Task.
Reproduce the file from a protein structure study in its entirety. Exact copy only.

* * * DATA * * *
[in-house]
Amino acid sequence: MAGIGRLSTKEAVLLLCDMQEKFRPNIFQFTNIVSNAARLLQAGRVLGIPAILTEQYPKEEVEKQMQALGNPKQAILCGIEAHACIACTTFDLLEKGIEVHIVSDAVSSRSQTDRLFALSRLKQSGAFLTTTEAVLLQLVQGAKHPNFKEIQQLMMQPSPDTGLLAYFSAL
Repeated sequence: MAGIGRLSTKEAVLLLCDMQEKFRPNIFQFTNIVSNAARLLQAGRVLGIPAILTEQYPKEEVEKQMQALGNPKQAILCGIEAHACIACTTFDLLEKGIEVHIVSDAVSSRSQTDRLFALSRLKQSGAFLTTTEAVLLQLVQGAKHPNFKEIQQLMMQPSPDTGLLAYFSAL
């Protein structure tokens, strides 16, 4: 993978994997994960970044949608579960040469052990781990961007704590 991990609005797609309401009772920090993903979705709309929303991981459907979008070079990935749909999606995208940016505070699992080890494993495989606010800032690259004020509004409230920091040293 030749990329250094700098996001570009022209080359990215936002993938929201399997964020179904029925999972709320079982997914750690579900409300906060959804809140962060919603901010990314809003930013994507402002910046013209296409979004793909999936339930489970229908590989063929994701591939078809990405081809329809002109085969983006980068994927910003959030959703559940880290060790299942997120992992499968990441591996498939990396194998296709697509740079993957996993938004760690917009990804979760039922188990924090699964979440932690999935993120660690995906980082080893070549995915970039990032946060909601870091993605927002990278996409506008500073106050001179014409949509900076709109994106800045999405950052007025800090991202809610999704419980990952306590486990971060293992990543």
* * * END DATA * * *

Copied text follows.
[in-house]
Amino acid sequence: MAGIGRLSTKEAVLLLCDMQEKFRPNIFQFTNIVSNAARLLQAGRVLGIPAILTEQYPKEEVEKQMQALGNPKQAILCGIEAHACIACTTFDLLEKGIEVHIVSDAVSSRSQTDRLFALSRLKQSGAFLTTTEAVLLQLVQGAKHPNFKEIQQLMMQPSPDTGLLAYFSAL
Repeated sequence: MAGIGRLSTKEAVLLLCDMQEKFRPNIFQFTNIVSNAARLLQAGRVLGIPAILTEQYPKEEVEKQMQALGNPKQAILCGIEAHACIACTTFDLLEKGIEVHIVSDAVSSRSQTDRLFALSRLKQSGAFLTTTEAVLLQLVQGAKHPNFKEIQQLMMQPSPDTGLLAYFSAL
């Protein structure tokens, strides 16, 4: 993978994997994960970044949608579960040469052990781990961007704590 991990609005797609309401009772920090993903979705709309929303991981459907979008070079990935749909999606995208940016505070699992080890494993495989606010800032690259004020509004409230920091040293 030749990329250094700098996001570009022209080359990215936002993938929201399997964020179904029925999972709320079982997914750690579900409300906060959804809140962060919603901010990314809003930013994507402002910046013209296409979004793909999936339930489970229908590989063929994701591939078809990405081809329809002109085969983006980068994927910003959030959703559940880290060790299942997120992992499968990441591996498939990396194998296709697509740079993957996993938004760690917009990804979760039922188990924090699964979440932690999935993120660690995906980082080893070549995915970039990032946060909601870091993605927002990278996409506008500073106050001179014409949509900076709109994106800045999405950052007025800090991202809610999704419980990952306590486990971060293992990543």